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'Play it down': Trump admits to concealing the true threat of coronavirus in new Woodward book

September 9, 2020. Summarized by summa-bot.

President Donald Trump admitted he knew weeks before the first confirmed US coronavirus death that the virus was dangerous, airborne, highly contagious and "more deadly than even your strenuous flus," and that he repeatedly played it down publicly, according to legendary journalist Bob Woodward in his new book "Rage."

Washington (CNN)President Donald Trump admitted he knew weeks before the first confirmed US coronavirus death that the virus was dangerous, airborne, highly contagious and "more deadly than even your strenuous flus," and that he repeatedly played it down publicly, according to legendary journalist Bob Woodward in his new book "Rage. "

"This is deadly stuff," Trump told Woodward on February 7.

In a series of interviews with Woodward, Trump revealed that he had a surprising level of detail about the threat of the virus earlier than previously known.

In "Rage," Trump says the job of a president is "to keep our country safe. " But in early February, Trump told Woodward he knew how deadly the virus was, and in March, admitted he kept that knowledge hidden from the public.

"I wanted to always play it down," Trump told Woodward on March 19, even as he had declared a national emergency over the virus days earlier.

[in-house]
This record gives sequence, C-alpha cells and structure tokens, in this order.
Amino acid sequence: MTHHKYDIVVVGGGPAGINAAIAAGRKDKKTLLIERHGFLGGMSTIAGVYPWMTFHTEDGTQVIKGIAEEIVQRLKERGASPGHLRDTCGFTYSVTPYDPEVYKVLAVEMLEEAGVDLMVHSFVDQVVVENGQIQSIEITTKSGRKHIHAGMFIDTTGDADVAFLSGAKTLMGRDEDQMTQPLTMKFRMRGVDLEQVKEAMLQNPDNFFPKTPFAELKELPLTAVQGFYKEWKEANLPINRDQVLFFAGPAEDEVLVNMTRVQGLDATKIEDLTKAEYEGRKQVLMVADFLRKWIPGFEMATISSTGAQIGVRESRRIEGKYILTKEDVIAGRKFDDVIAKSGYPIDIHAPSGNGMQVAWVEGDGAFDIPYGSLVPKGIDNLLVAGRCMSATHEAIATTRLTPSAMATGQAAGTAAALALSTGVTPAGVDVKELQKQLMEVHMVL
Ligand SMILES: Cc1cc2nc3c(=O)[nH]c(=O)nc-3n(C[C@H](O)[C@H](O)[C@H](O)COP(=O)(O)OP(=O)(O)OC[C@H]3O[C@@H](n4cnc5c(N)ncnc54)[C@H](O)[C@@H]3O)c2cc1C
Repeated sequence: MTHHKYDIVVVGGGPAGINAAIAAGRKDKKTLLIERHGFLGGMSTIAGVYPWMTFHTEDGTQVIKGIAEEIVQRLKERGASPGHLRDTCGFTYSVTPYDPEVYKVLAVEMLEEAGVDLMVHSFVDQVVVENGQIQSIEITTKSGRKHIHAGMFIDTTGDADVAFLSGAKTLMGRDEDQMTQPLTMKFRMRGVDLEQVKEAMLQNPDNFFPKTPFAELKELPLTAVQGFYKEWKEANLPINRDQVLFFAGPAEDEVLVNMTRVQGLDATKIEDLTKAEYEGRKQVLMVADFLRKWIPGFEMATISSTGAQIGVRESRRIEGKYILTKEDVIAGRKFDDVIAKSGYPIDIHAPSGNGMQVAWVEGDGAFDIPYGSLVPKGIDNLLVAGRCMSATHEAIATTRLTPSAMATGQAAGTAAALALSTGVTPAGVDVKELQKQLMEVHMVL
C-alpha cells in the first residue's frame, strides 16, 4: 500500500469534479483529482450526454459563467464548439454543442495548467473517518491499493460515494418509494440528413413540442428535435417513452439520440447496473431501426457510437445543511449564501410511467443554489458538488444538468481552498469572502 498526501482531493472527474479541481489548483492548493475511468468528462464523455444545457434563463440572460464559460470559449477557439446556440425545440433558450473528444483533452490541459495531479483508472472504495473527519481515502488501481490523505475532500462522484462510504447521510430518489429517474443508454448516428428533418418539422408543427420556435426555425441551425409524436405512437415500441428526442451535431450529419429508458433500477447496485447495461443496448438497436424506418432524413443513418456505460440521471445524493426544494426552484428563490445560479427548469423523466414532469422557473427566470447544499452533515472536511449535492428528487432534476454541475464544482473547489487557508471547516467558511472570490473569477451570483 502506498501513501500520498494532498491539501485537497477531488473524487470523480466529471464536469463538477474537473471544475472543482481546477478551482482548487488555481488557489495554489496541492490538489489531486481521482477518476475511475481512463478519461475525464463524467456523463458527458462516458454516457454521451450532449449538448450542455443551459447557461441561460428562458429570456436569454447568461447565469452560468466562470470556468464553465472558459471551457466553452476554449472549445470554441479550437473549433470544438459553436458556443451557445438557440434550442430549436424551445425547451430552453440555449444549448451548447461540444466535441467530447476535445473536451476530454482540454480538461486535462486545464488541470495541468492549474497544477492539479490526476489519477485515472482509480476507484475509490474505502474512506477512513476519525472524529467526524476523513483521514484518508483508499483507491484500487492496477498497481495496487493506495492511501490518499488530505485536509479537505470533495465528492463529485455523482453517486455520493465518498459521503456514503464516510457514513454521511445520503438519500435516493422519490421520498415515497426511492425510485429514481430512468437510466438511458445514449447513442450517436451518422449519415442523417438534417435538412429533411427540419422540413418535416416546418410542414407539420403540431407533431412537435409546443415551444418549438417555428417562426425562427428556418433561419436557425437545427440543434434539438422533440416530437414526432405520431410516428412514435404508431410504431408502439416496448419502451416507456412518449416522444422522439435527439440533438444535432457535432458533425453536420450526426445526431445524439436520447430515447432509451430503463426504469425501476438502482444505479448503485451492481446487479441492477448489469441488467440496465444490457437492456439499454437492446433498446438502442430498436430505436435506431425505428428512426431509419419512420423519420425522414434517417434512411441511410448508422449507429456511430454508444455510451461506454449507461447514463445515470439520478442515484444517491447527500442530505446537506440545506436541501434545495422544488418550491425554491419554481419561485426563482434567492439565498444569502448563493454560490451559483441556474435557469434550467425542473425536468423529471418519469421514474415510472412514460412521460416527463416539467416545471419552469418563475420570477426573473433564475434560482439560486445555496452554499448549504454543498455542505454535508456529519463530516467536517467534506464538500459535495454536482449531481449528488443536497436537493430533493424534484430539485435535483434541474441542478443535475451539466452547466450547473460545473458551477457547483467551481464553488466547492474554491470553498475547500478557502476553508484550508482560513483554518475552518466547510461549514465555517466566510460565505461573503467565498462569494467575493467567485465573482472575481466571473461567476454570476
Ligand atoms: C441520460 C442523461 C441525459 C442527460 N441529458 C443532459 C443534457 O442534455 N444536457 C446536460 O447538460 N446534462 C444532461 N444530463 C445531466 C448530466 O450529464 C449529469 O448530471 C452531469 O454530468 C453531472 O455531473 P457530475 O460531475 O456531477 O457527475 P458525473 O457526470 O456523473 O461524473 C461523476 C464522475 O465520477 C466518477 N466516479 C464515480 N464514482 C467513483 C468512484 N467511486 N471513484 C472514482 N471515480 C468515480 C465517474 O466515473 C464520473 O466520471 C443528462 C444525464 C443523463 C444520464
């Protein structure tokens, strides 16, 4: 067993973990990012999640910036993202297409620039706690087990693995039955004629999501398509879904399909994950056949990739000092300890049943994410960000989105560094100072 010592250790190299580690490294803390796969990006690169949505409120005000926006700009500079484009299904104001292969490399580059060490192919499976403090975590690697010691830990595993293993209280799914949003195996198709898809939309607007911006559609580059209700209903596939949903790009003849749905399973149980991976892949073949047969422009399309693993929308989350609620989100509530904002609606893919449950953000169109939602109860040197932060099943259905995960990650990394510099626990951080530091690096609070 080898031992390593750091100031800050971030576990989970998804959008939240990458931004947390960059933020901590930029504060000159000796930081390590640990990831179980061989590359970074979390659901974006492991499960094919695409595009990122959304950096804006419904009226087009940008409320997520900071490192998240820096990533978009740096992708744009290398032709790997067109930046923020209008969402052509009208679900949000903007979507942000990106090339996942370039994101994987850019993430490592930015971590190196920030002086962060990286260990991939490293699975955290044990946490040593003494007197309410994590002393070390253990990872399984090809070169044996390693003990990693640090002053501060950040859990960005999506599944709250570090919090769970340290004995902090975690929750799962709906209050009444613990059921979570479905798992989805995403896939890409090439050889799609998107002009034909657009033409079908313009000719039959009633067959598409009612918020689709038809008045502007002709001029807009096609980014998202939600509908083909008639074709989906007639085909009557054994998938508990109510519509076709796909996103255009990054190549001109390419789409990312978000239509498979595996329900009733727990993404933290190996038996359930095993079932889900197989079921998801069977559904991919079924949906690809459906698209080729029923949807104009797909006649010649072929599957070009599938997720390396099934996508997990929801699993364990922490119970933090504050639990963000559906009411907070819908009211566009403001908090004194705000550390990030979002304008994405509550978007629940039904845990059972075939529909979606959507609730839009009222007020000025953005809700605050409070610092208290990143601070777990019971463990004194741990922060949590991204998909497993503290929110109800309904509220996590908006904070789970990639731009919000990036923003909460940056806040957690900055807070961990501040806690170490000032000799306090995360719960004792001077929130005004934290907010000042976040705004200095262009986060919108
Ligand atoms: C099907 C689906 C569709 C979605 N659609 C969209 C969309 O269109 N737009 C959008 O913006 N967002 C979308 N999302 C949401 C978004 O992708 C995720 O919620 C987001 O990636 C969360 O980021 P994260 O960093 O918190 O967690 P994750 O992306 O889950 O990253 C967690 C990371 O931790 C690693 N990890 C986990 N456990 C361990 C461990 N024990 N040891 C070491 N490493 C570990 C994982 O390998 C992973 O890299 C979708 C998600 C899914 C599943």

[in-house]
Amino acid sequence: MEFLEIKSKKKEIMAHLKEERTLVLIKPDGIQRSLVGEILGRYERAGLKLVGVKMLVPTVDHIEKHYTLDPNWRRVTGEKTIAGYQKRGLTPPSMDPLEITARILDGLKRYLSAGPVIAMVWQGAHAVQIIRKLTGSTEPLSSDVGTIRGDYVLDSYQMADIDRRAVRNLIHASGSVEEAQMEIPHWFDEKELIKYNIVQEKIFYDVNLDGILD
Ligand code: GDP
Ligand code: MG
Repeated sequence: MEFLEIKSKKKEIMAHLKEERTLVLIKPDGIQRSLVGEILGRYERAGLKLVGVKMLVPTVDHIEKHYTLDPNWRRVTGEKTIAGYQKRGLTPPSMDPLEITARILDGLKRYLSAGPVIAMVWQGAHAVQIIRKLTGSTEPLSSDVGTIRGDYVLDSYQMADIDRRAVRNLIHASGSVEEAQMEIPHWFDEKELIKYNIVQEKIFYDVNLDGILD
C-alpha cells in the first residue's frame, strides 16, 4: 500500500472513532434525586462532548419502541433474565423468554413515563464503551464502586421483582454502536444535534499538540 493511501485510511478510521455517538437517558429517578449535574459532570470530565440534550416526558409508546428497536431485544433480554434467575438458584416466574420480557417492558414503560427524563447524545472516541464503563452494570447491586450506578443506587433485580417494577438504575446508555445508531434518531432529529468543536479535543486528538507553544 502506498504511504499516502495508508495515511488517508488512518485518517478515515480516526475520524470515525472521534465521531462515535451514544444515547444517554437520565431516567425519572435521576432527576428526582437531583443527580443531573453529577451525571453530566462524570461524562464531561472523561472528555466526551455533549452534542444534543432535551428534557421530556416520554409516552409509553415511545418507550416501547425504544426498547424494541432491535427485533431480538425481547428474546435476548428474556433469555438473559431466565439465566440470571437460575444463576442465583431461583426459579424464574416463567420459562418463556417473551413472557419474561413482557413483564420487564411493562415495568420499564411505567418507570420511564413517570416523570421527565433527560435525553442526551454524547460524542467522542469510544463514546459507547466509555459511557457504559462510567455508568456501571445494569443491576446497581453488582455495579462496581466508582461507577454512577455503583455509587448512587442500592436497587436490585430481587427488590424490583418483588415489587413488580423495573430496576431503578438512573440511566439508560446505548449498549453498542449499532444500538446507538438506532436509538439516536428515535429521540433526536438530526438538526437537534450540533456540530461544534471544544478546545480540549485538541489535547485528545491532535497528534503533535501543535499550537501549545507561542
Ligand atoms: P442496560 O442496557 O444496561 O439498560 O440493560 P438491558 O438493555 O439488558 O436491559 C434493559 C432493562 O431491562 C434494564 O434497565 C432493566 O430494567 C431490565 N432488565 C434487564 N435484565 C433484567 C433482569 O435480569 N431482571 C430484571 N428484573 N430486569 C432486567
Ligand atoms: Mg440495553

Trump's head "popped up," Woodward writes.

Asked by Woodward in May if he remembered O'Brien's January 28 warning that the virus would be the biggest national security threat of his presidency, Trump equivocated.

"The virus has nothing to do with me," Trump told Woodward in their final interview in July.

At the same time that Trump and his public health officials were saying the virus was "low risk," Trump divulged to Woodward that the night before he'd spoken to Chinese President Xi Jinping about the virus.

Woodward quotes Trump as saying, "We've got a little bit of an interesting setback with the virus going in China. "

By March 19, when Trump told Woodward he was purposely downplaying the dangers to avoid creating a panic, he also acknowledged the threat to young people.

Yet two days later on April 5, Trump again told Woodward, "It's a horrible thing.

-- Woodward writes that Coats and his top staff members "examined the intelligence as carefully as possible," and that Coats still questions the relationship between Trump and Russian President Vladimir Putin.

Woodward's book includes an anecdote where an aide to Mattis heard Trump say in a meeting, "my f---ing generals are a bunch of pussies" because they cared more about alliances than trade deals.

-- Woodward obtained the 27 "love letters" Trump exchanged with Kim Jong Un, 25 of which have not been reported publicly.

-- Trump insulted his predecessors, saying Woodward made former President George W.

"Rage" is a follow-up to Woodward's 2018 bestselling book "Fear," which portrayed a chaotic White House in which aides hid papers from Trump to protect the country from what they viewed as his most dangerous impulses.

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